Towards the end of 2016, a major investigation carried out by Luiza Vasiliu of the independent media group Casa Jurnalistului revealed that Gheorghe Burnei, a famous Romanian doctor praised as an “inventor,” even as an “angel of medicine”, had actually been carrying out unauthorized experiments on several of his patients, which led to permanent health damages or even their death.

The article begins with these words: “The most famous orthopaedist in Romania experimented with an uncertified implant on a little girl born with a limp. Eleven surgical procedures later, the little girl, now a young lady, can barely stand up from her bed.”

The article tells the story of a girl who went through some 16 years of painful surgeries and remained with severe disabilities after being operated by Burnei as a baby for a displaced hip. This is a rather frequent disease among newborns and in most cases is treated without surgery. The surgeon apparently used an unauthorized implant to treat her, an experimental procedure which didn’t work. The investigators think that the surgeon may have implanted unapproved ceramic devices, cow bone fragments, and even tank filter fragments to some of his patients.

The series of investigative articles showed how many other doctors knew how the famous orthopedic doctor Burnei was operating, but nobody said anything, as the doctor was also the head of the malpractice commission for orthopedy.

The day after the article was published, prosecutors held Burnei, after carrying out searches at Marie Curie Children’s Hospital in Bucharest, where he worked. The doctor was heard by police for unauthorized experiments on children and bribery, and was then detained for 24 hours. A day later, he was placed under home arrest.

But afterwards, things took a different turn. The Bucharest Court’s judges decided to place Burnei under judicial control and lift the house arrest measure against him.  The investigation doesn’t show, “contrary to the prosecutors’ claims, that the defendant would have conditioned the medical act to receiving bribes”, according to the Bucharest Court. The judges also said that the malpractice charges haven’t been proven.

High-level plagiarism

Although Romania recorded other notorious cases of plagiarism in the previous years, including that of a former Prime Minister, a full-blown plagiarism scandal exploded in 2016.

End-June, the National Council for Attesting University Titles, Diplomas, and Certificates (CNATDCU) announced that it was analysing ten cases of alleged plagiarism, including those of the former Deputy Prime Minister Gabriel Oprea, Interior Minister Petre Toba and mayors Florentin Pandele and Robert Negoita.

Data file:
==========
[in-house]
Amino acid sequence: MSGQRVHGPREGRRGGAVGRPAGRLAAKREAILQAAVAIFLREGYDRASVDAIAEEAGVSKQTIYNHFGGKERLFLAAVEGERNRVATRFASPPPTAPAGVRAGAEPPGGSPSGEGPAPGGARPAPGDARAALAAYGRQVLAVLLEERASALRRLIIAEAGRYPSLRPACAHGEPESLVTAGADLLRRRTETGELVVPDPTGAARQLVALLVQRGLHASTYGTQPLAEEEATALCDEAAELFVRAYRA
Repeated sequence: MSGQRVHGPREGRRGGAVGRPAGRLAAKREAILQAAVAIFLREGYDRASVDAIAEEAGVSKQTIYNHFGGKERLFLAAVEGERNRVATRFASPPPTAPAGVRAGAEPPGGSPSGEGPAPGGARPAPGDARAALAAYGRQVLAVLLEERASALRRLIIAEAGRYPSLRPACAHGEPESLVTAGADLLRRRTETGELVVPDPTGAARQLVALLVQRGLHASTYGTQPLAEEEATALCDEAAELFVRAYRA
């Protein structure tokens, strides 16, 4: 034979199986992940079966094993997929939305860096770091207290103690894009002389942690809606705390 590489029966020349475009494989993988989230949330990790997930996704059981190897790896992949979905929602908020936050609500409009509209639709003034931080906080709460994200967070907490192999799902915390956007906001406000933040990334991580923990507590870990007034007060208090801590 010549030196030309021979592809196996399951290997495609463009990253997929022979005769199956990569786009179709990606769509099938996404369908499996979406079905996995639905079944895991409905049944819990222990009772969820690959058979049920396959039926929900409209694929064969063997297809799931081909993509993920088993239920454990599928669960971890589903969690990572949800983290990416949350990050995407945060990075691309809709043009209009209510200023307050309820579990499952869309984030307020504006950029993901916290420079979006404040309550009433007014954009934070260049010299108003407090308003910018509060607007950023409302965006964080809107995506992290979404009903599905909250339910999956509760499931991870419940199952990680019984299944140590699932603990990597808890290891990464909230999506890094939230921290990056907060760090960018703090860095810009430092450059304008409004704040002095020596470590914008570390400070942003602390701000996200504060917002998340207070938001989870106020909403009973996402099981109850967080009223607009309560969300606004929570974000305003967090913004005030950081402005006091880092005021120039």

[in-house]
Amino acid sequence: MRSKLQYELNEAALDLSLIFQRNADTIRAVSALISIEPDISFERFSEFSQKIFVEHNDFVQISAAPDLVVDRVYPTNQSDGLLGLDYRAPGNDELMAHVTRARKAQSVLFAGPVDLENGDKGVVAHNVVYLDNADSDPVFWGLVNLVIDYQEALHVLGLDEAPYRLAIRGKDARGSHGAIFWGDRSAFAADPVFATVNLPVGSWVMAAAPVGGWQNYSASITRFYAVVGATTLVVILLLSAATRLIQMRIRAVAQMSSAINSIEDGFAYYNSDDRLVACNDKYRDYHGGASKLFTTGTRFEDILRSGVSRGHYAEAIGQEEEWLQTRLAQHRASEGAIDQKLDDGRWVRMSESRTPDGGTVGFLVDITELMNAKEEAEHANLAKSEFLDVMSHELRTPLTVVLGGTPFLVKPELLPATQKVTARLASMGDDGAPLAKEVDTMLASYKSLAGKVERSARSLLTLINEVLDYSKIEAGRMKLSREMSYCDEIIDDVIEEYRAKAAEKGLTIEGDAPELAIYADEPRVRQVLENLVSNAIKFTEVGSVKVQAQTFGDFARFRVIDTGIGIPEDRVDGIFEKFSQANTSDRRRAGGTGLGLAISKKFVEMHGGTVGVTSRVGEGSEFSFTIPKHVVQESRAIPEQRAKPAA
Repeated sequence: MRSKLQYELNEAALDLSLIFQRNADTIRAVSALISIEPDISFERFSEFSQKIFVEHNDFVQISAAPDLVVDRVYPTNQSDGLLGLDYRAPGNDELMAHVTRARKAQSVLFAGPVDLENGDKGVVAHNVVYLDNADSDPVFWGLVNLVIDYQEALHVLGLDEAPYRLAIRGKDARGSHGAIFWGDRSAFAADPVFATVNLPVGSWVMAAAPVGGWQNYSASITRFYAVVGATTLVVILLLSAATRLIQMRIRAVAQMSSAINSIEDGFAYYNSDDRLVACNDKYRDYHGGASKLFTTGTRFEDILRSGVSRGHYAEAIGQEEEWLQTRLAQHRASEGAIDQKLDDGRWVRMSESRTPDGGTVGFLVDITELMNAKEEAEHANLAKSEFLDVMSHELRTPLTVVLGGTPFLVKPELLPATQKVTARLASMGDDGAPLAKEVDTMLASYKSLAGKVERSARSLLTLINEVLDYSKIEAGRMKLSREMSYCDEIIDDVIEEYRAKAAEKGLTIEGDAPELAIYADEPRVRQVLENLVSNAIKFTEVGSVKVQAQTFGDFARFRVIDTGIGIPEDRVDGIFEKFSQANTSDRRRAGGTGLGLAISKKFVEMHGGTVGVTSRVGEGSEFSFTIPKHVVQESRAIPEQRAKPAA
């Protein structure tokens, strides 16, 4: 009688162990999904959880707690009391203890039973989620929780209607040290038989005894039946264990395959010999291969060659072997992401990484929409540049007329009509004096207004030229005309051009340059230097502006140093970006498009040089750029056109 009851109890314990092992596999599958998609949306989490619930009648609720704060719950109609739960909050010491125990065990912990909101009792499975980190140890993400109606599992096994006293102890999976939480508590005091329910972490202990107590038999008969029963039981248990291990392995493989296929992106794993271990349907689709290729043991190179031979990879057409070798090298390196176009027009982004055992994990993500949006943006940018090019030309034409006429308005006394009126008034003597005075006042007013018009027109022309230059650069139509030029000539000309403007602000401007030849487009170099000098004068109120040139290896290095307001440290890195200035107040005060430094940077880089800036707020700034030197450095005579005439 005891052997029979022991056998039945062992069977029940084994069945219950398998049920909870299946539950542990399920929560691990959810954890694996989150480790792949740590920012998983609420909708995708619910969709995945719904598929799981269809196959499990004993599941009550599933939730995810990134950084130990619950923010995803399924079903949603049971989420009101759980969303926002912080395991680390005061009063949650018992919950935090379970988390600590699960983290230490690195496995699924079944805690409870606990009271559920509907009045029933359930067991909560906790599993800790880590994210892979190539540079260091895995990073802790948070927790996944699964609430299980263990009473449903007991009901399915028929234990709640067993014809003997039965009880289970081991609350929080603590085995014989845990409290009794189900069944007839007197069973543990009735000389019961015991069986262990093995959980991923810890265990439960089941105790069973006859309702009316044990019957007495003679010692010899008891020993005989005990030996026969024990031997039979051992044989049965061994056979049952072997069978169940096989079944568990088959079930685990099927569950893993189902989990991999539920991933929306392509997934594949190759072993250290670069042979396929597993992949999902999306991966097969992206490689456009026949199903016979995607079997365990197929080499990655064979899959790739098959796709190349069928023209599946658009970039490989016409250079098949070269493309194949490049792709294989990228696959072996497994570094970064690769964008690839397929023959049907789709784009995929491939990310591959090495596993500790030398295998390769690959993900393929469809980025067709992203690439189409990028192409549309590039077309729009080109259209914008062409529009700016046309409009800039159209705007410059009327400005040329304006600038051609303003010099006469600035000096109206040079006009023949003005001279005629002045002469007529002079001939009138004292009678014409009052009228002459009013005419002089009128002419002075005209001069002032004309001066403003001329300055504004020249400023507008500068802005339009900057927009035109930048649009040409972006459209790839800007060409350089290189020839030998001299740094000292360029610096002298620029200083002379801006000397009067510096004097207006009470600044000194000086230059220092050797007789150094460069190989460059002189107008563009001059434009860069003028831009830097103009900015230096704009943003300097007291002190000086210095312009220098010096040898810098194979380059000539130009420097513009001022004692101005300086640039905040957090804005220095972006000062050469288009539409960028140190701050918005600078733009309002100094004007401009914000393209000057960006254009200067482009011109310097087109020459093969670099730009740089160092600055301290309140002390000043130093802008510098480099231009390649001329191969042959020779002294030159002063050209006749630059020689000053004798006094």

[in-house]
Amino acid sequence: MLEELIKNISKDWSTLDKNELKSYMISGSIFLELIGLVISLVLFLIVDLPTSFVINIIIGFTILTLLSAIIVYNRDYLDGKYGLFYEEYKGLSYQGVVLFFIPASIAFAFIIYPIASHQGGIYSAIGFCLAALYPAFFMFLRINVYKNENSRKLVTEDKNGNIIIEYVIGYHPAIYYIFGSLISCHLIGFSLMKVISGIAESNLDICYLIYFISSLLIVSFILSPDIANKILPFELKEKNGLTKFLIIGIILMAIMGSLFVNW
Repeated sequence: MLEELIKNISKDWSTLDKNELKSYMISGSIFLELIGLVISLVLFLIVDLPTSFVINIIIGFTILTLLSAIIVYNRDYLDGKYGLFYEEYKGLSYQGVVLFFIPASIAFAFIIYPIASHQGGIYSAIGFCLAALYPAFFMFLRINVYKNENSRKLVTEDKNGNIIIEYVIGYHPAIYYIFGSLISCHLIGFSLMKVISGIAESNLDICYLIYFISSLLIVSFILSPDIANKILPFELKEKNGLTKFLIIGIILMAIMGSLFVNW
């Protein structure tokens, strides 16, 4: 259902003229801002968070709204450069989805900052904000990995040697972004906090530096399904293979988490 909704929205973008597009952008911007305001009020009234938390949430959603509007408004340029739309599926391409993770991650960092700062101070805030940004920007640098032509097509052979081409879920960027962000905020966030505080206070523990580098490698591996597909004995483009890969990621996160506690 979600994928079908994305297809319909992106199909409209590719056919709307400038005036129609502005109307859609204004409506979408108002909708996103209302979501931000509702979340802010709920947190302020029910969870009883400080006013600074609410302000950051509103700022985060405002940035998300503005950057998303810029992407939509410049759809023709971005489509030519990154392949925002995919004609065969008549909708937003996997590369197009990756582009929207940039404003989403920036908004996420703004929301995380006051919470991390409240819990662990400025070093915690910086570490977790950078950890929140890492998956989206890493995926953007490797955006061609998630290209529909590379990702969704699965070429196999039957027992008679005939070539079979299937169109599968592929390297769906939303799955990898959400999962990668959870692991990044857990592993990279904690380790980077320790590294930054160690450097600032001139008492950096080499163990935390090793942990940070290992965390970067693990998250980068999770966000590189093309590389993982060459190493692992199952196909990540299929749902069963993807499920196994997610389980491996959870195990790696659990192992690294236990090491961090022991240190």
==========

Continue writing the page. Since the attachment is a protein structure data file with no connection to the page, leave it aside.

It all started with an investigation by independent journalist Emilia Sercan.

A year earlier, Sercan revealed that Gabriel Oprea, then Interim Prime Minister, had massively plagiarized in his PhD work, presented in 2000. The journalist went on to prove that a series of PhD works coordinated by Gabriel Oprea were also guilty of plagiarism, including that of Bogdan Licu, deputy General Prosecutor. Sercan then showed that Gabriela Oprea’s daughter and son-in-law, Ana Maria Tudor and Alexandru Marius Tudor, copied a series of scientific articles.

A year after the articles were published, nine owners of PhD titles from the “Mihai Viteazul” Information Academy asked for the removal of their PhD titles, including Bogdan Licu.  At the end of July 2016, Gabriel Oprea was stripped of his PhD title.

The media exposed other plagiarism cases last year. In May 2016, Iulia Marin of the Romanian independent publication PressOne uncovered that Florentin Pandele, the Voluntari town mayor, copied more than a third of his PhD work from other sources.

Pandele’s wife, Bucharest mayor Gabriela Firea, reacted ironically to the accusations, saying that it’s an insignificant article claiming “totally unreal things” about her husband, and that it’s the result of misinformation led by the opposing party PNL.
A few months after the investigation was published, in December 2016, the Romanian Education Minister Mircea Dumitru signed the orders on withdrawing the PhD title Florentin Pandele.

Clear Cut Crimes: Illegal logging

Rise Project is a community of journalists, programmers and activists who investigate organised crime and corruption affecting Romania and the countries in the region.

One of the most important stories published by Rise Project in 2016, in collaboration with the Organized Crime and Corruption Reporting Project (OCCRP), was a 42-minute documentary called Clear Cut Crimes on illegal transactions with secular forests. The reporter Romana Puiulet worked on the story for one year. Her investigation followed the money through all the stages of the financial transactions with forests and proved that the main beneficiary is the Austrian group Holzindustrie Schweighofer, the biggest timber producer in Romania. “They are the cartel’s center of gravity and process more wood than can be legally cut in Romania,” according to the story.

In December 2016, German DIY retailer Hornbach announced that starting January, it would end the cooperation with Austrian timber producer Holzindustrie Schweighofer for the sale of construction and planed wood in its Romanian stores.

These four major topics brought to readers’ attention by investigative journalists have all unleashed further examination by state institutions and some of them even led to concrete measures, which proves the power of investigative journalism. And perhaps shows there’s more where that came from.

By Diana Mesesan, features writer, [email protected]

Normal